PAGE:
For Fallout 3, the worst thing Bethesda could do is attempt to reinvent the franchise. They could dismiss the features the fanbase wants, such as turn-based tactical combat, as old and outdated and try to start over. They could disassociate themselves from the faithful to appeal to a new audience, fresh-faced and rosy-cheeked, untainted by a genre-defining back catalogue. I’m sure the commercial justification for this would be that the fanbase has lost its relevance (was it ever relevant?), is making irrational demands, and the angry noise coming from its members is merely an expression of the fear they hold of becoming completely insignificant; it’s either that, or trapped gas.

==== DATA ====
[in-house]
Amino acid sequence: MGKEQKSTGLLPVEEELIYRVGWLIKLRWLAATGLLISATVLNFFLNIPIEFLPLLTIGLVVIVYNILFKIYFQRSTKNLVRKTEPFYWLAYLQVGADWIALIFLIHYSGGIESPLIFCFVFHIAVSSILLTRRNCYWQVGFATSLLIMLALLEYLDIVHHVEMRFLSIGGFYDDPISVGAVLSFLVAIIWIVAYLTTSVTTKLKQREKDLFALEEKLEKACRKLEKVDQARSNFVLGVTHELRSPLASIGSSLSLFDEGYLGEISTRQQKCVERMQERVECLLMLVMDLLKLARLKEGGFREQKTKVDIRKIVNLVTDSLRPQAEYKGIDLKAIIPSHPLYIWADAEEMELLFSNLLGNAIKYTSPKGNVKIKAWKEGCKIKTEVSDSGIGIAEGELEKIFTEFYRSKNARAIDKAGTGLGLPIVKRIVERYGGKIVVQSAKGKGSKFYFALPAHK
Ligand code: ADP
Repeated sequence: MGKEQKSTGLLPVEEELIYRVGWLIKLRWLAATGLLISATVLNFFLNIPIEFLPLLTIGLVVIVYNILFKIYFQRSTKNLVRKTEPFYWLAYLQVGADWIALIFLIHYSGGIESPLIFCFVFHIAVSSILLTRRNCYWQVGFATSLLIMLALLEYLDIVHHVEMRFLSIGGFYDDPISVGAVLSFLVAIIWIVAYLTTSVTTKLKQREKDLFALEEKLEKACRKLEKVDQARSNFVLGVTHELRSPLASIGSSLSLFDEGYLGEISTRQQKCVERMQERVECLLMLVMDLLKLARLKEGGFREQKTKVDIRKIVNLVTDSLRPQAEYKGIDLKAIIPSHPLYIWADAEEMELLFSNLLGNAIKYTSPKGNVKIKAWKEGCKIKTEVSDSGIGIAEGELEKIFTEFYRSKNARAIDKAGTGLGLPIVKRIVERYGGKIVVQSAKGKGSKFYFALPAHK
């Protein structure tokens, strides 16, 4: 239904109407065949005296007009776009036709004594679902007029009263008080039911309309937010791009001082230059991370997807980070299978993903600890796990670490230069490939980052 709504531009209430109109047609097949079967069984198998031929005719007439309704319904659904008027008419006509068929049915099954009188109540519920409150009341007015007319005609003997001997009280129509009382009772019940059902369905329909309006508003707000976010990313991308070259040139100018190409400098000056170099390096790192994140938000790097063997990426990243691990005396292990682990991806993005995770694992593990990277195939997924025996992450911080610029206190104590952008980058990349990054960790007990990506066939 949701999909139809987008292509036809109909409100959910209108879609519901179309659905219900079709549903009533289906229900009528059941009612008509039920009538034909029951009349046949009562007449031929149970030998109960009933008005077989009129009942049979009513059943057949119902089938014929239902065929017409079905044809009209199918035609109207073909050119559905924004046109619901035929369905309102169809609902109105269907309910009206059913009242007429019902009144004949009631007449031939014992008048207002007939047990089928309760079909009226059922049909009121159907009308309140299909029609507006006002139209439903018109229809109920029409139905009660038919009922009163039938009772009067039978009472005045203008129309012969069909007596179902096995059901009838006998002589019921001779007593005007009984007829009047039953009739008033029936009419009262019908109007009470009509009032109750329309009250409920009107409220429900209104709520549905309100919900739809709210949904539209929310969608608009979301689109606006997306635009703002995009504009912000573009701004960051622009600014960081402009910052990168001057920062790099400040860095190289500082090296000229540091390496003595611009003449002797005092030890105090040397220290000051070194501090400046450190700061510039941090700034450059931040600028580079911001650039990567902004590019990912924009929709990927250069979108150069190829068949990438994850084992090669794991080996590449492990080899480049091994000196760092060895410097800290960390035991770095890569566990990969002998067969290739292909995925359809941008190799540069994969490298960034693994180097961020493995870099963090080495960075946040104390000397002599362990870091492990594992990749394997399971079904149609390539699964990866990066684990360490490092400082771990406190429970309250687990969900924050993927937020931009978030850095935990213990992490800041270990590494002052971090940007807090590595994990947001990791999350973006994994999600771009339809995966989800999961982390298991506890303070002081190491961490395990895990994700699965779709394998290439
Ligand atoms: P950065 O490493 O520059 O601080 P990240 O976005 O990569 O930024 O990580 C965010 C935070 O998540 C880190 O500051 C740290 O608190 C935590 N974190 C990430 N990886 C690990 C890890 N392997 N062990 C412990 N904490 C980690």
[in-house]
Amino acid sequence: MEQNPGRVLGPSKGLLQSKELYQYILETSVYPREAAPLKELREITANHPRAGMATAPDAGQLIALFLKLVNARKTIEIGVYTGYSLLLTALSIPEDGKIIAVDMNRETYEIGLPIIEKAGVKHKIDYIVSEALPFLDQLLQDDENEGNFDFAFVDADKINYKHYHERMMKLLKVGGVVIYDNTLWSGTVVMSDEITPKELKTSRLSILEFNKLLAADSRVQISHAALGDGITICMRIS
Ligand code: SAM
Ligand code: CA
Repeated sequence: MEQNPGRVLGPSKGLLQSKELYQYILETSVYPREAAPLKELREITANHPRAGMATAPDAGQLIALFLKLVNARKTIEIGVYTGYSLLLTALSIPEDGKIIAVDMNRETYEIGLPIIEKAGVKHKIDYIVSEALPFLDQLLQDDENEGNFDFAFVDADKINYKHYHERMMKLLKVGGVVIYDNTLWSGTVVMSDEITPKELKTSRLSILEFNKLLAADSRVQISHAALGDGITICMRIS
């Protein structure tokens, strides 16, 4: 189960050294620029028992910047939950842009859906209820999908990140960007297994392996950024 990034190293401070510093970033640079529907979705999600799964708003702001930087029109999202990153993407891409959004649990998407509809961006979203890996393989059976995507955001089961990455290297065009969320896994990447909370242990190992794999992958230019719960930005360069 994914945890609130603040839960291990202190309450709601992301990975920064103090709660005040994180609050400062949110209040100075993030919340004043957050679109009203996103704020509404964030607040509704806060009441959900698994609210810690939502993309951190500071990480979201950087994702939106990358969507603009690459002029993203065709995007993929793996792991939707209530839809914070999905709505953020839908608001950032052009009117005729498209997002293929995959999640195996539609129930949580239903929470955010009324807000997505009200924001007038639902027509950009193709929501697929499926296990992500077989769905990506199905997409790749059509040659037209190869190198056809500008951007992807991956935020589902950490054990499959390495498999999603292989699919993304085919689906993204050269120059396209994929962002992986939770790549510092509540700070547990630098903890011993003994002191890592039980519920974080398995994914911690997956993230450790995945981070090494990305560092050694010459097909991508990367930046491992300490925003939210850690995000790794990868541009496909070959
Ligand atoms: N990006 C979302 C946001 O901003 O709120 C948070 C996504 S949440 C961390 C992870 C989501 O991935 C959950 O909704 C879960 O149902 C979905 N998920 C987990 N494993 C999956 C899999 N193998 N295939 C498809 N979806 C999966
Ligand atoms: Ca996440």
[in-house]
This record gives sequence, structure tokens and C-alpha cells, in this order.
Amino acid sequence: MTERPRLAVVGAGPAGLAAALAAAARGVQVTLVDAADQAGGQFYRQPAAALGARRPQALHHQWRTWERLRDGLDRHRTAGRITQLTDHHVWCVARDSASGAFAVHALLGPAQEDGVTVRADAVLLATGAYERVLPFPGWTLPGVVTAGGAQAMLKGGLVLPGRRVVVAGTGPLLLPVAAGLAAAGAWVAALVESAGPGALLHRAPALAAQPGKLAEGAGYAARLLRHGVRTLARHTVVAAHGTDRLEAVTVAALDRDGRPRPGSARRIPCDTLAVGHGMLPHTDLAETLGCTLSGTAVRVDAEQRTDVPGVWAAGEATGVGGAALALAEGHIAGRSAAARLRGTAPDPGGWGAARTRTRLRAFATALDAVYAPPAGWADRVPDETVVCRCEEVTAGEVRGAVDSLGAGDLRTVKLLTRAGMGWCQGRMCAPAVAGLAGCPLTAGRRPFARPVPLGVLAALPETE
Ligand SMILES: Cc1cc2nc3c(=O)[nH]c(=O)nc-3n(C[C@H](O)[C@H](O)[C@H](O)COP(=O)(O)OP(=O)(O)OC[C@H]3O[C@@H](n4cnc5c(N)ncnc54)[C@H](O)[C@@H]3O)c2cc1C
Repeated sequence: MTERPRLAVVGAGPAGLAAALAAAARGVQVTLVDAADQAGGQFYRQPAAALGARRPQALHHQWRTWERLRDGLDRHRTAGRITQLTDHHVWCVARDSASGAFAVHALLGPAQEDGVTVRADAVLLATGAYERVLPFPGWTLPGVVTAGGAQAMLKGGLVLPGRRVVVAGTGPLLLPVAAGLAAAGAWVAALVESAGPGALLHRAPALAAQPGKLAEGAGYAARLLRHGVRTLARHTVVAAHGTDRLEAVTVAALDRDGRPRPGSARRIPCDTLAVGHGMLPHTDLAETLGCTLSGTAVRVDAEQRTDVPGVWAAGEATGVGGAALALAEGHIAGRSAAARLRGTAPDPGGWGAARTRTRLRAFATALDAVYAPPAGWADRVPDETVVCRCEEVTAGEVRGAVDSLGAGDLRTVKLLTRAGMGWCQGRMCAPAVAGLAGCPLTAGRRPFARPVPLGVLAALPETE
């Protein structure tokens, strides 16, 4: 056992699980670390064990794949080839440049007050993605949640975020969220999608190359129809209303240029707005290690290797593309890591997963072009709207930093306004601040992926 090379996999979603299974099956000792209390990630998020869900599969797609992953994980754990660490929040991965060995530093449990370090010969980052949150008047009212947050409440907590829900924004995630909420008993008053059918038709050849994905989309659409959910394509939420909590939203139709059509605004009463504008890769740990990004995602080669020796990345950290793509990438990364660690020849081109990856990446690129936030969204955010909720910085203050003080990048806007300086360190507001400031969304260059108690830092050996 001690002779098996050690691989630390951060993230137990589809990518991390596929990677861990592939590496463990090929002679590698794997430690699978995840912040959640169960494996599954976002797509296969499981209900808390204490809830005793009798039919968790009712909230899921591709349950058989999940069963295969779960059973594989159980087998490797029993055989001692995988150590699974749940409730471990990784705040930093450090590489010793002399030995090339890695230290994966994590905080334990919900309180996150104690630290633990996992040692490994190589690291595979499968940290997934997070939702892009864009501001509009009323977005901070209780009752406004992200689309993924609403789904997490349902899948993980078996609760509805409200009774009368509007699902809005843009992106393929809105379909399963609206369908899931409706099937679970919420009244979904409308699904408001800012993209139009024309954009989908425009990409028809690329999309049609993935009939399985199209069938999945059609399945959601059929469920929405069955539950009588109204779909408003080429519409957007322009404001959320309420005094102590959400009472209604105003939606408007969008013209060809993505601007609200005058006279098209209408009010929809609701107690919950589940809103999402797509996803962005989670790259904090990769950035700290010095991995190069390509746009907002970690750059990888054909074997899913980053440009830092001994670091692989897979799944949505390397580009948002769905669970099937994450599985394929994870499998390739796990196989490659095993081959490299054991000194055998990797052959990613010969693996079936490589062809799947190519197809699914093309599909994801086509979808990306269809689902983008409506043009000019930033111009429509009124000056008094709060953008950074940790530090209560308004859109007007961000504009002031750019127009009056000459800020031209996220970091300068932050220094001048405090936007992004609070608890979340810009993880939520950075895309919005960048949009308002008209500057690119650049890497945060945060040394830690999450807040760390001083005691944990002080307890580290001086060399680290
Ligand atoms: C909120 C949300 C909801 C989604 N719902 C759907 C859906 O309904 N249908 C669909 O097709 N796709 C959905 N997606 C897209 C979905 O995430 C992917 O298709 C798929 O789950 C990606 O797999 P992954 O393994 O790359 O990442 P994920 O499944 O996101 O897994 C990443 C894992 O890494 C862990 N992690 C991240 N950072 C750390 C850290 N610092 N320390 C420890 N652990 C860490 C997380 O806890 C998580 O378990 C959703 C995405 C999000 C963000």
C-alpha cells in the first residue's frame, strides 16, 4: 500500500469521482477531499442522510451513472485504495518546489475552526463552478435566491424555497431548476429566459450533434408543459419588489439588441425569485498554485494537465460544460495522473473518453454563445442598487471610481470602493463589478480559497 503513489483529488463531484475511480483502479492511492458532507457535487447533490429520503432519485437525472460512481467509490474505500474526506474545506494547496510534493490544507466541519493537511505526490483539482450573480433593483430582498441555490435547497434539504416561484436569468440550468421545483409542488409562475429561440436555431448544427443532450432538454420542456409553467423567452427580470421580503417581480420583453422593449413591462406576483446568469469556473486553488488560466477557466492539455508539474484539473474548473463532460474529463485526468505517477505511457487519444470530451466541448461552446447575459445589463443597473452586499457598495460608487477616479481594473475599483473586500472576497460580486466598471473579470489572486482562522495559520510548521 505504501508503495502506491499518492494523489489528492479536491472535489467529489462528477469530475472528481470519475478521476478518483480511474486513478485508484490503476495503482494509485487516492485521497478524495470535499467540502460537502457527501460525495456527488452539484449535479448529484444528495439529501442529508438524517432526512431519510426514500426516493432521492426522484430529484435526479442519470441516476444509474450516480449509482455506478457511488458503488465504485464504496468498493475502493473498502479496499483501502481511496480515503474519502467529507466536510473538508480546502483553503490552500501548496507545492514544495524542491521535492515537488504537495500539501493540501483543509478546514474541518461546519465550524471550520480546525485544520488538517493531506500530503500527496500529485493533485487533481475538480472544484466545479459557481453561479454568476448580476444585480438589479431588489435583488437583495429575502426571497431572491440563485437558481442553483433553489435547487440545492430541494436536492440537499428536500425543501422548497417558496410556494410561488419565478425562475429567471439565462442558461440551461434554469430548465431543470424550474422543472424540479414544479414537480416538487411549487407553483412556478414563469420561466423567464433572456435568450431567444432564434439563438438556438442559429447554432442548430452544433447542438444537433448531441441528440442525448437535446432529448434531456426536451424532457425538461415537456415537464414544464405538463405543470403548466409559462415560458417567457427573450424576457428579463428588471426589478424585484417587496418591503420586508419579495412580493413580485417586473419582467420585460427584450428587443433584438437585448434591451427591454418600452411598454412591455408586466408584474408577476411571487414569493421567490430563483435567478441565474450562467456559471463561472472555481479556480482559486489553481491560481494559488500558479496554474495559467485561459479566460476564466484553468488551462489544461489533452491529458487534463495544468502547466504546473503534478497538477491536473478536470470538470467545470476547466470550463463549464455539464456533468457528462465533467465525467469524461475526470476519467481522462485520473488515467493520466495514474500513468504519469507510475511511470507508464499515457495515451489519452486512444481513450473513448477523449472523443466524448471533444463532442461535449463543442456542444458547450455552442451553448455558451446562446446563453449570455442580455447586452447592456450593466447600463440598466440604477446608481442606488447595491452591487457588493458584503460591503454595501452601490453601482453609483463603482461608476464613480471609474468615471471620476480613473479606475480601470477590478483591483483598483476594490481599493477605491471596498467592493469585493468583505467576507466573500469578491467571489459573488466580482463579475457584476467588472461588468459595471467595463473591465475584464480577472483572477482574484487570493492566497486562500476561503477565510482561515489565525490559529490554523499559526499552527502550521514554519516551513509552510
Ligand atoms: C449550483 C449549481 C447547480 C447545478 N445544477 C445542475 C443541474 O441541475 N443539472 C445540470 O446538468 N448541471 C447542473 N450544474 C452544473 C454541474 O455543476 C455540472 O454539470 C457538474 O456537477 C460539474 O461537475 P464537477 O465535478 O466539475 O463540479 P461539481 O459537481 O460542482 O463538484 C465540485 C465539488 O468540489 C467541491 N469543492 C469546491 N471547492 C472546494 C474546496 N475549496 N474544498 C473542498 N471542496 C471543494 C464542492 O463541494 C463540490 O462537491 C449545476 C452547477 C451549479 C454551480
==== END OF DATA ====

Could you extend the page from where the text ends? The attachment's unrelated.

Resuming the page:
As this article has attempted to point out, even from a business perspective, that assumption would be a mistake. If Fallout 3 tries to start over whilst retaining the Fallout name, in a bid to garner an Oblivion-sized audience of casual, hardcore and inbetween gamers, and even if it is reviewed favourably… it will bomb. It’ll go down faster than a fat groupie on an aging rockstar; faster than a brahmin critically shot in the eye with a gauss rifle at point blank range in a puff of red and grey goop. It’ll fail just like Fallout: Tactics and Fallout: Brotherhood of Steel did before it, just like Deus Ex: Invisible War and Ultima 9 did in their respective franchises. Why? Because the fanbase is Fallout.